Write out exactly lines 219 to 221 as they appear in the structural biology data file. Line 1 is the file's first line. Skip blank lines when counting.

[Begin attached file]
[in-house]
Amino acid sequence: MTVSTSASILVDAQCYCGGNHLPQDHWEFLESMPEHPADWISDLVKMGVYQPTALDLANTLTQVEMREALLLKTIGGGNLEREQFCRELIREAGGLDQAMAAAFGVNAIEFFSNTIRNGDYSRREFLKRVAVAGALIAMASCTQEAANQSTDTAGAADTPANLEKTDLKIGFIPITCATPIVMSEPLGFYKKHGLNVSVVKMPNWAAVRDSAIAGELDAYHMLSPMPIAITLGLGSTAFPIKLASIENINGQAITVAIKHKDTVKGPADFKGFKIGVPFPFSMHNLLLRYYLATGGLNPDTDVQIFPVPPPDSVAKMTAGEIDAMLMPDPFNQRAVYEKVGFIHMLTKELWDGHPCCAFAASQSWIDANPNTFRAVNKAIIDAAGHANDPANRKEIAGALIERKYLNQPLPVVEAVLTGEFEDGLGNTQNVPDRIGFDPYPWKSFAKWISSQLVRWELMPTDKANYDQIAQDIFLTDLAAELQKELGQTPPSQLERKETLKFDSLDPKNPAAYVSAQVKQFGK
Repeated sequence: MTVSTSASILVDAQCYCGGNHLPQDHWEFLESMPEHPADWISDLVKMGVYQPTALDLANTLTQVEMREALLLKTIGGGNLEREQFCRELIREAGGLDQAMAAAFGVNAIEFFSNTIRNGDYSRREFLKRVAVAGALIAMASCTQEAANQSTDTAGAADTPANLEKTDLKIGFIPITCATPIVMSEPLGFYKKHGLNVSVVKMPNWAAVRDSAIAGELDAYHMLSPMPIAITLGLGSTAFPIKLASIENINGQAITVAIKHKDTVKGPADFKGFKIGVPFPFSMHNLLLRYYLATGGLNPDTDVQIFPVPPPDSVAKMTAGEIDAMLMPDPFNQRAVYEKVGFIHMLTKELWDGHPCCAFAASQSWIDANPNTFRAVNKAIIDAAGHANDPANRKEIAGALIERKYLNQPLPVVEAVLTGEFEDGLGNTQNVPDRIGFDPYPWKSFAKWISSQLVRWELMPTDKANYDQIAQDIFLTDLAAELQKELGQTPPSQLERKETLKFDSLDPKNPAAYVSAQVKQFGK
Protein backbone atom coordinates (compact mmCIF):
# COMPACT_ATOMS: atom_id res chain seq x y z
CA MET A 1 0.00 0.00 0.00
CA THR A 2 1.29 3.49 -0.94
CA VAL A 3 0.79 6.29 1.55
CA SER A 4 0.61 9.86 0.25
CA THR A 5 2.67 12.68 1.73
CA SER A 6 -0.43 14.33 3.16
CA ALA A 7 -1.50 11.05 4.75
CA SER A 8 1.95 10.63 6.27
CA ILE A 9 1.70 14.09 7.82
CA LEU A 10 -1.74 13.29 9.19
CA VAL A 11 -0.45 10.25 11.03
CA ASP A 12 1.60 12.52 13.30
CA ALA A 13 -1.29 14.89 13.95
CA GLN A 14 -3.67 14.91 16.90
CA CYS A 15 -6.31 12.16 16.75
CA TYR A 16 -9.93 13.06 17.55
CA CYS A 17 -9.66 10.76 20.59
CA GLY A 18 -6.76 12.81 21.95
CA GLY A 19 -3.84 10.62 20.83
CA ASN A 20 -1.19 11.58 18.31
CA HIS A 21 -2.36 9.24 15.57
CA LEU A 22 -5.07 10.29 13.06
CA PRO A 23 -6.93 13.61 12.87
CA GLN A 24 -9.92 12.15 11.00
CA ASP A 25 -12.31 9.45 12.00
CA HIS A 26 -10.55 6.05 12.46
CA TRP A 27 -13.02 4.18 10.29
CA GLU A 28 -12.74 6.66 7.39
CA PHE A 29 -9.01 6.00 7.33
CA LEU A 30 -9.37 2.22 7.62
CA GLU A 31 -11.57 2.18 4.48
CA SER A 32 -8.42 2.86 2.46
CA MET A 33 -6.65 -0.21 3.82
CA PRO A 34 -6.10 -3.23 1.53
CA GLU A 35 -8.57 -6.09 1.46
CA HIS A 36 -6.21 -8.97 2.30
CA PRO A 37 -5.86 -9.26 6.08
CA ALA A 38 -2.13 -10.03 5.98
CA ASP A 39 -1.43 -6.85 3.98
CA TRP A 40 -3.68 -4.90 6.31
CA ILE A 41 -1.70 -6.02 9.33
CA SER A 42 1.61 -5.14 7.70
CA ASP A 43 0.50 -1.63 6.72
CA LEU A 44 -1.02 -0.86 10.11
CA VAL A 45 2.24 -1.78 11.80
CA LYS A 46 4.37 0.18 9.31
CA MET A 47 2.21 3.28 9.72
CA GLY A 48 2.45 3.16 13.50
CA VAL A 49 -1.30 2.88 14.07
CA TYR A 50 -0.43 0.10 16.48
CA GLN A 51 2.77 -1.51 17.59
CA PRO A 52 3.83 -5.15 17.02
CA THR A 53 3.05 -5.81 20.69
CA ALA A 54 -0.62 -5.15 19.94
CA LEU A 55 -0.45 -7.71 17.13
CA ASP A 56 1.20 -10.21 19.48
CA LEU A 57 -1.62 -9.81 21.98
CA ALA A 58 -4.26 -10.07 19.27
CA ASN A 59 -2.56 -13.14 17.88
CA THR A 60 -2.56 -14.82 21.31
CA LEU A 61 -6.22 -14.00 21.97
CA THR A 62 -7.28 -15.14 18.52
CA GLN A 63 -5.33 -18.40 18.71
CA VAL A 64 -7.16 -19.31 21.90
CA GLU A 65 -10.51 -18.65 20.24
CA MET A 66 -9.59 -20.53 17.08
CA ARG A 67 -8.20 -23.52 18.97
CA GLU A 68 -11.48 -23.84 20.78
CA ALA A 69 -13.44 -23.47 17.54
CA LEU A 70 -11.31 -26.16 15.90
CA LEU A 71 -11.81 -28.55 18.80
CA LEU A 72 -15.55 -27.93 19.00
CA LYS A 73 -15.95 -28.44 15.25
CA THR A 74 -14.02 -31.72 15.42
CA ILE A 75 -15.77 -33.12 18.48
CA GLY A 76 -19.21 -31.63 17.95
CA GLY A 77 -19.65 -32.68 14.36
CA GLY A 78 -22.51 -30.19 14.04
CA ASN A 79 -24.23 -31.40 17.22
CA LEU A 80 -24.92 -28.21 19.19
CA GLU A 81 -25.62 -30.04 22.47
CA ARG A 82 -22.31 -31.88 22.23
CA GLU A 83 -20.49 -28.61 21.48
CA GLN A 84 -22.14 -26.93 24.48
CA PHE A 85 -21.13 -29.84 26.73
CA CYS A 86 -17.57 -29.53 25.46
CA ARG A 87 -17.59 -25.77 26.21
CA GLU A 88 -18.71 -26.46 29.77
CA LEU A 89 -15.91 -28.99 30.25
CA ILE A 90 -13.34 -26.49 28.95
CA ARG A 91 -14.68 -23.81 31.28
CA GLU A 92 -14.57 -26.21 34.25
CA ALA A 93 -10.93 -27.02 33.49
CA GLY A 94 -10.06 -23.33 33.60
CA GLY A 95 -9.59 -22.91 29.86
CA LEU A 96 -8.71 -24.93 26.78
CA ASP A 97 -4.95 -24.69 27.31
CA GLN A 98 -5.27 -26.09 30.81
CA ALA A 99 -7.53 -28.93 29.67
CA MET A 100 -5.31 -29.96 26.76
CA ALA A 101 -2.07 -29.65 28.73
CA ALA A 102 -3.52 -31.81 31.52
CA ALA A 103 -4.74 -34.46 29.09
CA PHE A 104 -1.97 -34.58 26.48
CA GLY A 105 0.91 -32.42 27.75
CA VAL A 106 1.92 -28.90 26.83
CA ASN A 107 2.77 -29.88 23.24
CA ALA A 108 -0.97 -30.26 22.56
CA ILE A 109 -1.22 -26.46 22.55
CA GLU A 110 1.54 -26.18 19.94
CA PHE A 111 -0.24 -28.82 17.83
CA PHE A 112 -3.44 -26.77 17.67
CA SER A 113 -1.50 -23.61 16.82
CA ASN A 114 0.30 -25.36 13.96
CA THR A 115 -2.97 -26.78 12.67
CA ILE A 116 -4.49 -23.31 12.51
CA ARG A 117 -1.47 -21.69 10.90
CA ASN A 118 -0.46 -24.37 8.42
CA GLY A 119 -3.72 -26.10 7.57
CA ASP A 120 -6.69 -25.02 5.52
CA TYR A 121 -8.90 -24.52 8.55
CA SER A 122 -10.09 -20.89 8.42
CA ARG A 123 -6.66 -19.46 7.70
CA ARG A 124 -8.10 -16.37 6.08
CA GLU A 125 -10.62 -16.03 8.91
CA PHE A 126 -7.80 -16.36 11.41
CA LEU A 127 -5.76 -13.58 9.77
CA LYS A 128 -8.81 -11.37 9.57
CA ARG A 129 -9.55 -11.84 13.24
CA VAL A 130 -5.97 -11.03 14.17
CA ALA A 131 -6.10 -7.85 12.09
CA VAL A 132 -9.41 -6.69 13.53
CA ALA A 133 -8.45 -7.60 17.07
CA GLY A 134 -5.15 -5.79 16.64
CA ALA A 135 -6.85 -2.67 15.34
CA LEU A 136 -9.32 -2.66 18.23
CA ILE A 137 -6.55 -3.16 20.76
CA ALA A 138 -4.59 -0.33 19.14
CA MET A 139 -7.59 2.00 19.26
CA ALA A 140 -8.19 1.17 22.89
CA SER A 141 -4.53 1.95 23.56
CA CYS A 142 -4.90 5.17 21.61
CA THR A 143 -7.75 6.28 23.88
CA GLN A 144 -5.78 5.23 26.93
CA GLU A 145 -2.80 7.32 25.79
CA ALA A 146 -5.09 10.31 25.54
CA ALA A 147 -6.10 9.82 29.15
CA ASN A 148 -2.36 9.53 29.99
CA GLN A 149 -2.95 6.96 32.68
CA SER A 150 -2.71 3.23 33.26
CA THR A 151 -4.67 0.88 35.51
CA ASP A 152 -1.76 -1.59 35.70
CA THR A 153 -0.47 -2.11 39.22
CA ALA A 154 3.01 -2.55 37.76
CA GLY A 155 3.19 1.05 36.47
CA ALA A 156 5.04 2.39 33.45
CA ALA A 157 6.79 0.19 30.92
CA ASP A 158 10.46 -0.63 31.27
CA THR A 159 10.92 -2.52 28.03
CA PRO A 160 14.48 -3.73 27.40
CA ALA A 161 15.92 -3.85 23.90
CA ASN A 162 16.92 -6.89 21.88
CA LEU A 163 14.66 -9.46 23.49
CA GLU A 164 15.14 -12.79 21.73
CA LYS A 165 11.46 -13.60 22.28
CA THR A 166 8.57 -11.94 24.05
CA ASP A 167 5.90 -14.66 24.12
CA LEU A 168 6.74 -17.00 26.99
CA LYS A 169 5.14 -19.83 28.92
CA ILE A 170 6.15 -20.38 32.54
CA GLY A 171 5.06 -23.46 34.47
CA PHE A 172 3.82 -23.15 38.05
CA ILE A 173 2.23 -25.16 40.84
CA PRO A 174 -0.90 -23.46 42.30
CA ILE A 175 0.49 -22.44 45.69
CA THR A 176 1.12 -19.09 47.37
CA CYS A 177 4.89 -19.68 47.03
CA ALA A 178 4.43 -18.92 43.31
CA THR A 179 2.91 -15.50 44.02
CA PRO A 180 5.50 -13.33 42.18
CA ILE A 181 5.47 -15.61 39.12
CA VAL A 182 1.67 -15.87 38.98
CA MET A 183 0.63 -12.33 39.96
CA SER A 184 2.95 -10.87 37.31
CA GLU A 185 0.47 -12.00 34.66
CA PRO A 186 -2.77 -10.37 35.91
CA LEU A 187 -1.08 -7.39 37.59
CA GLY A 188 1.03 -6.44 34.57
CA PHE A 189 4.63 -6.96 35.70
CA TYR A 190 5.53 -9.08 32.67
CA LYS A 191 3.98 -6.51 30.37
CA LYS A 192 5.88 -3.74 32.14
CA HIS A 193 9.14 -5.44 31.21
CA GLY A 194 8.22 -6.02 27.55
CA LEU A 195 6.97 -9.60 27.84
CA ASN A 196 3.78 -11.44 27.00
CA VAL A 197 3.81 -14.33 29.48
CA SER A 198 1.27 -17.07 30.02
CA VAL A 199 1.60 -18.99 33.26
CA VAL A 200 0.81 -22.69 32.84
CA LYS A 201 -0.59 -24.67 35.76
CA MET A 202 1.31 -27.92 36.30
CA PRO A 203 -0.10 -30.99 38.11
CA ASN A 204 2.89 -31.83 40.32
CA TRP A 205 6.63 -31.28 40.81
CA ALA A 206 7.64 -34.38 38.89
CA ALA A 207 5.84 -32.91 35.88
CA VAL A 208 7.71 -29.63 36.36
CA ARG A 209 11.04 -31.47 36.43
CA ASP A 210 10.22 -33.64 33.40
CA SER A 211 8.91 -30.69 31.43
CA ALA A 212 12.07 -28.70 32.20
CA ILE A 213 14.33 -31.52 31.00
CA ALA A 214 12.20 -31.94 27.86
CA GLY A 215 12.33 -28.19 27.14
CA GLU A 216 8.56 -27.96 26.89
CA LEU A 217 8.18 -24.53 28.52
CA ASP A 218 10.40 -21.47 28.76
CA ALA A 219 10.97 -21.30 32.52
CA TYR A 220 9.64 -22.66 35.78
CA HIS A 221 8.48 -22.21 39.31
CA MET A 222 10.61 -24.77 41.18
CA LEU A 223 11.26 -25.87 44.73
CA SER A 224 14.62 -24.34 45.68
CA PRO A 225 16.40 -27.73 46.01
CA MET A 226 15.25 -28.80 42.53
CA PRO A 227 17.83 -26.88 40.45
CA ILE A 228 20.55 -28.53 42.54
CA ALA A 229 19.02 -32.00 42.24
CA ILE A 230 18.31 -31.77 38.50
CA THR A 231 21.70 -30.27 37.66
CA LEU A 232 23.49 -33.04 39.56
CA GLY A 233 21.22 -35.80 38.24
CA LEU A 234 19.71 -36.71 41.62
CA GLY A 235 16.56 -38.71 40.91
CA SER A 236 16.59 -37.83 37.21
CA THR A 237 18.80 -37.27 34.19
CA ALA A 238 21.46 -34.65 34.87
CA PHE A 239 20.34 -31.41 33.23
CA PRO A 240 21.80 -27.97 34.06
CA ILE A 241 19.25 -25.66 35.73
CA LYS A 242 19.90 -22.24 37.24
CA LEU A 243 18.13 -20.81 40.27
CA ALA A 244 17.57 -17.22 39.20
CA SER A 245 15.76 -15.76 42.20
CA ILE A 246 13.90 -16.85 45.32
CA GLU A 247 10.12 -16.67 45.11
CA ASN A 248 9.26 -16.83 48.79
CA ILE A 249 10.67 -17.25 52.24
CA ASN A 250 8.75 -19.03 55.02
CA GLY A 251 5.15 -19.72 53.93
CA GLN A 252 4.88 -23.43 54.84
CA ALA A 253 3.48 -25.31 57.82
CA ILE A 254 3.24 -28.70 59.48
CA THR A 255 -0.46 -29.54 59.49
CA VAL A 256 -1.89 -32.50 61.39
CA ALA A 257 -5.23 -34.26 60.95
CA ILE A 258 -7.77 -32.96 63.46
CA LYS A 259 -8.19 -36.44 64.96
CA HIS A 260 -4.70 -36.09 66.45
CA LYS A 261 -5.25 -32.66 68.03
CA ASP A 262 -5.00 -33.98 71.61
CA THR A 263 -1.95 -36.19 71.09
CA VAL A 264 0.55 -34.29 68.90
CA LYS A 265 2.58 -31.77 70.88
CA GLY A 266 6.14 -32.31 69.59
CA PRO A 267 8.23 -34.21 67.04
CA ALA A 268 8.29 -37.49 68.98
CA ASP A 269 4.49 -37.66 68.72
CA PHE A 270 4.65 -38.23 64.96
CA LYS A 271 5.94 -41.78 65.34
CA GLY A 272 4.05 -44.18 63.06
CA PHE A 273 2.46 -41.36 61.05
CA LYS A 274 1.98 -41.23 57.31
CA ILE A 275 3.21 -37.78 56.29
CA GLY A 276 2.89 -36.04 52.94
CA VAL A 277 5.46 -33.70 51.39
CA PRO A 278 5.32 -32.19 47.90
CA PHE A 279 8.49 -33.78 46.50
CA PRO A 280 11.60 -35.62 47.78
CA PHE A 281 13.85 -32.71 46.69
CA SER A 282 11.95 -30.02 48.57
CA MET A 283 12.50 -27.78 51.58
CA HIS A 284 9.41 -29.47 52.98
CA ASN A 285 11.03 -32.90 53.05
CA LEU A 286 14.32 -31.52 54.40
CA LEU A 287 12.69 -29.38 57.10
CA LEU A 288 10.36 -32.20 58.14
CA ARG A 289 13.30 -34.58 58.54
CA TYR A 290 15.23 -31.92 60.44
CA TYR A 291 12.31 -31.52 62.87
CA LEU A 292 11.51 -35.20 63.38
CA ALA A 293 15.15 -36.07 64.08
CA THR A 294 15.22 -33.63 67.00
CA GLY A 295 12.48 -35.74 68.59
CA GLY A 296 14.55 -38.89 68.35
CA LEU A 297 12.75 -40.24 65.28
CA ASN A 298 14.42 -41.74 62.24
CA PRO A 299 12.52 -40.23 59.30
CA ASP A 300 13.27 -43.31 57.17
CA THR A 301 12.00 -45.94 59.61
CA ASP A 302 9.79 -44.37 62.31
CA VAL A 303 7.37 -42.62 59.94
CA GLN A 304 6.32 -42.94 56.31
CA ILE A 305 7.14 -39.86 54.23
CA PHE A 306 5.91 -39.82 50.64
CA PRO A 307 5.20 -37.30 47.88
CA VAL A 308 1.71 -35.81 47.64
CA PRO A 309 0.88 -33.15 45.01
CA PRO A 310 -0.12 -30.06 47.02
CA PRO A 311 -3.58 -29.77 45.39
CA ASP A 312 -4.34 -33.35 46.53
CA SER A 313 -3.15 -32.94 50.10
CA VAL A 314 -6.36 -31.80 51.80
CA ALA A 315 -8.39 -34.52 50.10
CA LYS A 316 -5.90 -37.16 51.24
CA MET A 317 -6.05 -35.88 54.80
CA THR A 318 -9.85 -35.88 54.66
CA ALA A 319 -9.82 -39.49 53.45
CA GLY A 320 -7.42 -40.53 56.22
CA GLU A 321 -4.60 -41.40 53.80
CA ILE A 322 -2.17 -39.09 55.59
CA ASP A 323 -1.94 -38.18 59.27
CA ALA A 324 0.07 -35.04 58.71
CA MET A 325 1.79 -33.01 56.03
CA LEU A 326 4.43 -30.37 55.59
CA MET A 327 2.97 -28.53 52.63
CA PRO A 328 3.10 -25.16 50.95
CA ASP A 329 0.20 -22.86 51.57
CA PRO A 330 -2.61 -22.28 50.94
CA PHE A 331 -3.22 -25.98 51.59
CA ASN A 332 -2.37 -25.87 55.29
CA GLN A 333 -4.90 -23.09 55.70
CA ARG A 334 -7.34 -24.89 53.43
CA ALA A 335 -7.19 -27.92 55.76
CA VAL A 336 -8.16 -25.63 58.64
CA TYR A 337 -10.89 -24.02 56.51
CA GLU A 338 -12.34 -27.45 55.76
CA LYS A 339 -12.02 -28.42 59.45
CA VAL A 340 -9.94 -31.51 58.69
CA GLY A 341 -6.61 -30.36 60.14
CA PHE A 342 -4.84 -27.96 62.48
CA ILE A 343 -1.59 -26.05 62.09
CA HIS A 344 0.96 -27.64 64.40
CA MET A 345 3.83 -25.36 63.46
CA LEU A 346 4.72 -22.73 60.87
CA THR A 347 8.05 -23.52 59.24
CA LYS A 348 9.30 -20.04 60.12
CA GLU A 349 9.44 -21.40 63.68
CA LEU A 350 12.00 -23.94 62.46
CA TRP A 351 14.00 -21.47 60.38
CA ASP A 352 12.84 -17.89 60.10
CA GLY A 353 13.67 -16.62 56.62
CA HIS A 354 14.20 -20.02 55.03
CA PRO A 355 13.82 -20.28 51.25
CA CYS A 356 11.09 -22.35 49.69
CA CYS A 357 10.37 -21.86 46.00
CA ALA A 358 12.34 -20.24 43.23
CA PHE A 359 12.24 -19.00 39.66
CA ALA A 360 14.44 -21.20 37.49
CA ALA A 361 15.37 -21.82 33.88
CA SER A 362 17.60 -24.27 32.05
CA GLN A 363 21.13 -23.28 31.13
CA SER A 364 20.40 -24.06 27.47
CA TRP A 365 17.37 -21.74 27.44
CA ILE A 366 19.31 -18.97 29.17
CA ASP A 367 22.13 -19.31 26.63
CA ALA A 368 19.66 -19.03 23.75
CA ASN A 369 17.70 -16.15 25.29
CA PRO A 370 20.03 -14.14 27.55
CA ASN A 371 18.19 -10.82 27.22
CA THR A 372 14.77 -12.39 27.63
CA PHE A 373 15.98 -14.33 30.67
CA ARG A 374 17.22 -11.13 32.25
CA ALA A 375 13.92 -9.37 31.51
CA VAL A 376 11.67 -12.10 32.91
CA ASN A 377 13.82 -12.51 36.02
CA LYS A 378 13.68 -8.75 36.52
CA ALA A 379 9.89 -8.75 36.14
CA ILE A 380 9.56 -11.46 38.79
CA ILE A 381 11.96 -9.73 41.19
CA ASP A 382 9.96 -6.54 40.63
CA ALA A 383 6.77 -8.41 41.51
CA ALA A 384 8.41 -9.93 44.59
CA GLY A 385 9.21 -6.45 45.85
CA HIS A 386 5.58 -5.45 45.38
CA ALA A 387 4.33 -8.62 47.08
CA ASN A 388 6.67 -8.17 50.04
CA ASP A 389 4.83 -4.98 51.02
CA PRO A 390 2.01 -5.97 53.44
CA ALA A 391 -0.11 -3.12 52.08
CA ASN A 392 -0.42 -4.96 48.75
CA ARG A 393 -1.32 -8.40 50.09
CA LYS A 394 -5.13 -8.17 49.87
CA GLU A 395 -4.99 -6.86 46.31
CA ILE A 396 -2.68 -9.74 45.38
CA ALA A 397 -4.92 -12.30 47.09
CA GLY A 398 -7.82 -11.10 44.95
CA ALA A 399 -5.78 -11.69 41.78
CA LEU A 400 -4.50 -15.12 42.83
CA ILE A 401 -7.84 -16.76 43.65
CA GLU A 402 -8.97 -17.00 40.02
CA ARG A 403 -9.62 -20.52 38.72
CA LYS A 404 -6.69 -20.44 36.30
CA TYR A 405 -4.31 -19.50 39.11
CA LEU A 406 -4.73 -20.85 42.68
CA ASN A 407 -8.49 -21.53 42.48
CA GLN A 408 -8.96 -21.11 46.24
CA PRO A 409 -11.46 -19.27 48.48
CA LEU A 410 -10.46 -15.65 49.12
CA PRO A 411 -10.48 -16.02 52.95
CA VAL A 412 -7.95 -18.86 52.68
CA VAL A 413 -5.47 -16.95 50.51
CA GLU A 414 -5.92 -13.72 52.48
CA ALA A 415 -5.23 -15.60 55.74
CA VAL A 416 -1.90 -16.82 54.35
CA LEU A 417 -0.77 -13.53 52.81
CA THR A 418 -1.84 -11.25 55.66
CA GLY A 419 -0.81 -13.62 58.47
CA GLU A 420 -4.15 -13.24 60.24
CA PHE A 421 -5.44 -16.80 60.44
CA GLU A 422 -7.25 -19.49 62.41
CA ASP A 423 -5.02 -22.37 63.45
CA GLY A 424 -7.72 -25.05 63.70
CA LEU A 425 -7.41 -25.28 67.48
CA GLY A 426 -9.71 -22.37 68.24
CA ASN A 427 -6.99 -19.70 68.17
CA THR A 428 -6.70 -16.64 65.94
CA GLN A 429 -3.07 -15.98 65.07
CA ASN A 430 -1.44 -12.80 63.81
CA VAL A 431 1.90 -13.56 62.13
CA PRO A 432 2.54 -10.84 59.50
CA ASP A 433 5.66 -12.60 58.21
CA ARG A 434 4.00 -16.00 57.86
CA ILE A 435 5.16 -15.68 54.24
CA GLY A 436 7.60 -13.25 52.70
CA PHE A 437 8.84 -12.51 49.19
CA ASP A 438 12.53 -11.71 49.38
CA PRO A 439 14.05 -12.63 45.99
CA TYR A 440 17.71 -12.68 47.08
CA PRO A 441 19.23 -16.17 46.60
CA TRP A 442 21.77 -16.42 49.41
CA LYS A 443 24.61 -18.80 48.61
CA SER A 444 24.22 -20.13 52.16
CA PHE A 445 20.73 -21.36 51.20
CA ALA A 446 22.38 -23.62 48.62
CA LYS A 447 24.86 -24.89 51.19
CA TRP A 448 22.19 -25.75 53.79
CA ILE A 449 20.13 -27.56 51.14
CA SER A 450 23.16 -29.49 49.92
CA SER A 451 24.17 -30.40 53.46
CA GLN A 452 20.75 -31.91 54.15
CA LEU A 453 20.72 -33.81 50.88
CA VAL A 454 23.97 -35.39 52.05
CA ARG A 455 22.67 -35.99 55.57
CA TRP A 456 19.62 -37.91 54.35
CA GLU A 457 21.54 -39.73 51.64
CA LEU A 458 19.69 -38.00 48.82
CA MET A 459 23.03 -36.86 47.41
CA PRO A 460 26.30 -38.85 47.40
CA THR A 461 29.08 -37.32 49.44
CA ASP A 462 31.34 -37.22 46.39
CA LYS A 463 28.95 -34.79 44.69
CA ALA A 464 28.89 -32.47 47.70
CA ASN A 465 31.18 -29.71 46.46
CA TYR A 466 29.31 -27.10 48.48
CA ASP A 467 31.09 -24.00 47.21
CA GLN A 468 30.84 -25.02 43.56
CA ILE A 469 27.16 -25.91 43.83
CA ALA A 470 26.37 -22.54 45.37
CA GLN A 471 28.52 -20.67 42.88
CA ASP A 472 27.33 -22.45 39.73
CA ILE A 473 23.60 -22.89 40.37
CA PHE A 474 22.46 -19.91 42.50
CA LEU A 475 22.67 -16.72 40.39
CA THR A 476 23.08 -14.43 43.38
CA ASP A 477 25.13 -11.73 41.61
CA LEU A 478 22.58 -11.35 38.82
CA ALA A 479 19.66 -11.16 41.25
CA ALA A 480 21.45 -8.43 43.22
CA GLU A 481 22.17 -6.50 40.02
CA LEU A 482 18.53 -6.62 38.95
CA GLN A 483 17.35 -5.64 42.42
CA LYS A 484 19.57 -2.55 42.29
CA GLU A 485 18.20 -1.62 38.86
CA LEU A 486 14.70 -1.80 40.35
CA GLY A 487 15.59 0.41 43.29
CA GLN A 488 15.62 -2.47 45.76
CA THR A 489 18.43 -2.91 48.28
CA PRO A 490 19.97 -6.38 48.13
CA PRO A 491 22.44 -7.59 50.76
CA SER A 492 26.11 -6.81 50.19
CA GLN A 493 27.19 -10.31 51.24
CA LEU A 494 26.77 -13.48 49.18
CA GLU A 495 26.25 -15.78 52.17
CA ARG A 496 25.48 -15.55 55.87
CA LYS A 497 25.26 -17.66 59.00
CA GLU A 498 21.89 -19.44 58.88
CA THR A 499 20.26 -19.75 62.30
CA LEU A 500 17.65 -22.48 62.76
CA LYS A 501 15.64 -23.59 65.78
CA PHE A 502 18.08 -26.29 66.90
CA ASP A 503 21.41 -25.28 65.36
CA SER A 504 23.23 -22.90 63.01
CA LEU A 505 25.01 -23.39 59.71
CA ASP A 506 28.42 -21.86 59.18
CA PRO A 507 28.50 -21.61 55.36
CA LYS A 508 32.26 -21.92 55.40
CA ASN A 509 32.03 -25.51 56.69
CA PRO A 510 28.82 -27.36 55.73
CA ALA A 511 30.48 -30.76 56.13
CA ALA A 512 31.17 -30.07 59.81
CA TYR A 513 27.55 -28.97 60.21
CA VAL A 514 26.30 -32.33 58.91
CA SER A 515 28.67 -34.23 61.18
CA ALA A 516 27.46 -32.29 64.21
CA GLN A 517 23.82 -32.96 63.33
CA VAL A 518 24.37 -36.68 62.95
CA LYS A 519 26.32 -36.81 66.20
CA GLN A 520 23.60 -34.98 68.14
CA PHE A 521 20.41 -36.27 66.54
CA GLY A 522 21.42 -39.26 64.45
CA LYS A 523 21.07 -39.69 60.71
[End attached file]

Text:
CA ALA A 214 12.20 -31.94 27.86
CA GLY A 215 12.33 -28.19 27.14
CA GLU A 216 8.56 -27.96 26.89